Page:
Tomato Sweet Hearts Grape - West Coast SeedsRegular price $10.99 Sale price $7.69
*Excluding All C.R. Plastic Products
- Prolific 4cm (1 1/2") long grape tomatoes
- Crack-resistant, super-sweet
- Long vining trusses
- Resistant to tobacco mosaic virus
- Vine (indeterminate), Hybrid
- Matures in 73 days
- Suitable for Container
One of the most beautiful and productive grape tomatoes. Sweet Hearts grape tomato seeds plants produce masses of crack-resistant, super-sweet 4cm (1 1/2") long tomatoes on long vining trusses. These delicious fruits are resistant to tobacco mosaic virus. Perfect for growing in containers and small spaces.
Matures in 60 days. (Hybrid seeds)
Approx. 10 Seeds
Start indoors mid-March to early April with bottom heat. Then grow seedlings on for 6-8 weeks at around 10°C (50°F). Early season tomatoes can be planted out when night time temperatures are reliably above 7°C (45°F). Other types should be transplanted out when night time lows are 10°C (50°F) or warmer. Days to maturity are from transplant date. Optimal soil temperature for germination: 25-35°C (68-95°F). With bottom heat seeds should germinate in 7-14 days.
Sow seeds 5mm-1cm (¼-½”) deep. Keep seedlings under very bright light to prevent legginess. You may have to pot on seedlings more than once before they go out to allow for root growth. Space bush (determinate) transplants 45-60cm (18-24″) apart and vine (indeterminate) types 50-75cm (20-30″) apart in rows 1m (3′) apart.
Ideal pH: 6.0-6.8. Tomatoes like fertile, well drained soil that is high in organic matter. Dig in finished compost and manure, and add 1 cup complete organic fertilizer beneath each transplant. The nutrition from heavy clay soils is excellent for tomatoes, but they are slow to warm, so transplanting should be done later. By the same token, lighter soils warm more quickly, so transplants can go out sooner. Adding glacial rock dust will supply all the calcium they will need. Regular watering is vital, but don’t let the plants sit in water. Tomatoes are tropical plants so they require full sun and lots of heat. Vine varieties will require some kind of support such as a wire to grow up, or a trellis to be tied to as the plant grows. Bush types benefit from the support of a tomato cage in order to prevent sprawling. At the time of final transplant, plants can be buried up to their first pair of true leaves. This will encourage greater root growth, helping with both nutrient uptake and the plants’ ability to stand up to dry conditions.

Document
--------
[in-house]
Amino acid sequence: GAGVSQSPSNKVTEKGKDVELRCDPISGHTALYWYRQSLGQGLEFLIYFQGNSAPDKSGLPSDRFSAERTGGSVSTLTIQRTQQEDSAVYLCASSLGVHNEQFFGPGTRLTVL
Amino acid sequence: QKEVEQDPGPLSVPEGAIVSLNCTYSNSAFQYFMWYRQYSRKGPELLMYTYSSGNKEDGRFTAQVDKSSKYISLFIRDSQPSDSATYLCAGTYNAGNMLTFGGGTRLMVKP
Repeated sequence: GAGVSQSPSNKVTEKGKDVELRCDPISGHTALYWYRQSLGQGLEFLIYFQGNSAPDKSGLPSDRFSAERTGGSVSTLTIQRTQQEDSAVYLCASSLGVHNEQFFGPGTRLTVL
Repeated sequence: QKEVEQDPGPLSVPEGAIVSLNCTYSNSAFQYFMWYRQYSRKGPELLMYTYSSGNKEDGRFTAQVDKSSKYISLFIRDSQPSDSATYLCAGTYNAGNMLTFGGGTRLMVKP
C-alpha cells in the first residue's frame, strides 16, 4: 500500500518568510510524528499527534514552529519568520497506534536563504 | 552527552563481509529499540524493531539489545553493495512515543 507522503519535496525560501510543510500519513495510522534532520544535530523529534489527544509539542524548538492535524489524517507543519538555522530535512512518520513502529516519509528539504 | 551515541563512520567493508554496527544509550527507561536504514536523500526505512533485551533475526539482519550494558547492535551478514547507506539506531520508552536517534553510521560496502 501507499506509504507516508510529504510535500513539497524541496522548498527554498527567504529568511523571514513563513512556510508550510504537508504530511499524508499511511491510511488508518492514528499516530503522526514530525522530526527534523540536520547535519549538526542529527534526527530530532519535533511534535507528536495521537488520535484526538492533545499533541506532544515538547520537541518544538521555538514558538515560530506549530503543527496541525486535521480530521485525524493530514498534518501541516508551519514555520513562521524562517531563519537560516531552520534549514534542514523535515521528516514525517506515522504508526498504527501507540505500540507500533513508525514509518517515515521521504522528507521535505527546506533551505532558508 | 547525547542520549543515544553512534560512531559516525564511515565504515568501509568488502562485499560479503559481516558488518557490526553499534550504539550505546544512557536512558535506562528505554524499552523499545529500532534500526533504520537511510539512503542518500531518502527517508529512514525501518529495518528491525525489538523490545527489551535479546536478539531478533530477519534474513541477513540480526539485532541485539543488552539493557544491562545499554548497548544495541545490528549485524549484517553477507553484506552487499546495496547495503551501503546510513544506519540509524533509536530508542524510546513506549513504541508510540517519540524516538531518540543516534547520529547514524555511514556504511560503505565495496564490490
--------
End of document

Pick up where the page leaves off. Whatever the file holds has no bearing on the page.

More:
Stop watering around the end of July to encourage the fruit to ripen. If your plants are grown under cover, you can encourage pollination and fruit set by tapping the stem from time to time. Tomatoes do not rely on insects for pollination. Vibrating the plant shakes pollen loose within the flowers, which then self-pollinate.
Indeterminate tomatoes continue to grow and produce fruit until they are killed by frost. Remove any suckers (stems growing from the crotch of leaves) to keep the foliage under control, and they will set a later crop of larger fruit. Determinate varieties normally set fruit in a concentrated time period. Their suckers are not normally removed, though some trimming helps with ventilation.
Harvest when the fruit is the desired colour. Green tomatoes can be ripened indoors at a cool temperature when they are blemish free. Very dark green tomatoes are unlikely to ripen fully.
Another sensitive plant when it comes to companions, tomatoes benefit from asparagus, basil, beans, borage, carrots, celery, chives, collards, cucumber, garlic, lettuce, marigold, mint, nasturtium, onion, parsley, and peppers. Avoid planting alongside Brassicas and dill. Corn will attract tomato pests, and kohlrabi will stunt tomatoes’ growth. Potatoes may spread blight to tomatoes, so keep them apart. Do no plant tomatoes near walnut trees.